• These rules will override locally set rules. If you have specific applications that require inbound connectivity, you will need to ensure it’s managed via a relevant GPO. Failure to plan out what applications you’re using on your network will break connectivity.
  • If you intend to use Hyper-V on machines running the Windows Firewall, you will need to create a rule allowing inbound DNS (TCP/UDP 53) on all interfaces from all profiles. This is required to process DNS packets from Hyper-V guests to the hypervisor. Failure to do so will break default DNS resolution within Hyper-V guests.
  • You will need to ensure that UDP Port 500 (IKE) and ESP are not filtered by any network firewalls. Using IPSEC to protect protocols will initiate the tunnel via IPSEC (UDP 500) and then tunnel traffic over ESP, which could be filtered by firewalls inside your network. Use wireshark and validate all the connections look sane and reasonable.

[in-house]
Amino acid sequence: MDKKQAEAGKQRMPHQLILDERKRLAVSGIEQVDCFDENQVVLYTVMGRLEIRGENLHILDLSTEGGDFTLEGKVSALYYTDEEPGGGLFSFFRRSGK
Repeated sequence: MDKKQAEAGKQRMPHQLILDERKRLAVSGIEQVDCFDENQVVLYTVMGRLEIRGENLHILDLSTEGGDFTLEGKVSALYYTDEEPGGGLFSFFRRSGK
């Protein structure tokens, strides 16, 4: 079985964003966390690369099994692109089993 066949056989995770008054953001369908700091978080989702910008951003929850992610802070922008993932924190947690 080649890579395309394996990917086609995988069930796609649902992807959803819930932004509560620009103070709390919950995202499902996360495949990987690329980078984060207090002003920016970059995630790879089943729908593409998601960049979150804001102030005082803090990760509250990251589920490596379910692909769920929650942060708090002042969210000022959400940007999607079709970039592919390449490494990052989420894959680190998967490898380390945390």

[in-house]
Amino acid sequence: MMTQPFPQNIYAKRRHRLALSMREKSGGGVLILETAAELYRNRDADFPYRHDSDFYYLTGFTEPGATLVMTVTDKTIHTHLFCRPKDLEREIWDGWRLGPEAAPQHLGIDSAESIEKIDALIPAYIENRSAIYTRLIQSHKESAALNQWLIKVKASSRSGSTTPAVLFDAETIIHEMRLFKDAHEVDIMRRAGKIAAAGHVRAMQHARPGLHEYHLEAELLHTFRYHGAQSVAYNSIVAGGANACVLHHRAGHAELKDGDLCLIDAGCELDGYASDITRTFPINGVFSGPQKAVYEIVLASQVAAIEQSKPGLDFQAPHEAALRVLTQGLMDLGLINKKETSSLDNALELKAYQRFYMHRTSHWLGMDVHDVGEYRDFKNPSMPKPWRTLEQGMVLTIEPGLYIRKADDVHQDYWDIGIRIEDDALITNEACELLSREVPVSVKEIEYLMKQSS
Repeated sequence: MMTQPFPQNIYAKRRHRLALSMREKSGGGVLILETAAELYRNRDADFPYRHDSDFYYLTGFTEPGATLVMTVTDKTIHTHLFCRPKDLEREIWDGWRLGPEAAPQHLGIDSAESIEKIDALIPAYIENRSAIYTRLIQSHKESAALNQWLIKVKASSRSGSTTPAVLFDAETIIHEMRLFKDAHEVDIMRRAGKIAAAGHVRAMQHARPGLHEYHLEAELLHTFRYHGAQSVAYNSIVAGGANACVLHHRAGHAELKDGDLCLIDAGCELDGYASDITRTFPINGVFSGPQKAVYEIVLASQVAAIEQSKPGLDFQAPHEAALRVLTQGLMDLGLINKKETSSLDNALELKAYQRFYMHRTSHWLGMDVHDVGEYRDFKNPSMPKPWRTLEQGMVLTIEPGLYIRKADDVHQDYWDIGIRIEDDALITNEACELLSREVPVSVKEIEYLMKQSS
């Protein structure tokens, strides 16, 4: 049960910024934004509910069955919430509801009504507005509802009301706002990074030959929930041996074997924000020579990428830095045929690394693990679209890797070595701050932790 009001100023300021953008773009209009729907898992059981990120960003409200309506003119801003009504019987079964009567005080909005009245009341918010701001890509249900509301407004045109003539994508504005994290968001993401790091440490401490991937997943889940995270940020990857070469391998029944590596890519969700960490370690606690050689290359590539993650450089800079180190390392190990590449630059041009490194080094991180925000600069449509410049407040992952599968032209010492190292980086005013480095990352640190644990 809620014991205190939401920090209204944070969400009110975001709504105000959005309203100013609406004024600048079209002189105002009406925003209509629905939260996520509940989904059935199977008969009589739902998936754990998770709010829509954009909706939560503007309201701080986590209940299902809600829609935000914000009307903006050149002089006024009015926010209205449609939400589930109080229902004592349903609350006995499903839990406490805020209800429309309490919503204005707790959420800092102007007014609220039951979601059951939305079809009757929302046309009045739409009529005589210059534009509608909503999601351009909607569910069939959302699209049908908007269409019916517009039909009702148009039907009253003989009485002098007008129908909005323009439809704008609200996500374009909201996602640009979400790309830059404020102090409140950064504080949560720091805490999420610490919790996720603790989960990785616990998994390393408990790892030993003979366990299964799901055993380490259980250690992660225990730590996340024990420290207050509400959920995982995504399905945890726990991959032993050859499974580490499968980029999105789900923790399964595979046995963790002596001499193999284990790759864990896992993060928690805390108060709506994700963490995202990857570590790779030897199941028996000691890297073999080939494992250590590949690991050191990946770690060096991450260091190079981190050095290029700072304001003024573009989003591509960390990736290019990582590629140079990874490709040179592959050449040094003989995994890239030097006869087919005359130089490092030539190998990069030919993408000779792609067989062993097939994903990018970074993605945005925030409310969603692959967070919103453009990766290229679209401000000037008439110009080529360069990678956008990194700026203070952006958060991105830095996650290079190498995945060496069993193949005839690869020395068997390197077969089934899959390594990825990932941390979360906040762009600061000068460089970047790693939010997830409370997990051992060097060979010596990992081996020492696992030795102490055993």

• If you’re looking to use bloodhound or Windows ATA on your network, you’ll need to ensure you have a rule allowing RPC from your trusted hosts. This is required to allow SAMR requests from these tools, which can provide deeper insight into the configuration of your endpoints.
  • I highly recommend installing Glasswire, a freemium application which provides deeper insight into network connectivity on windows hosts. The paid upgrade for glasswire additionally allows for more restrictive firewall policies (e.g. ask for connectivity for new binaries), but these may require enabling local rule processing in your GPO.

Further Reading and Acknowledgements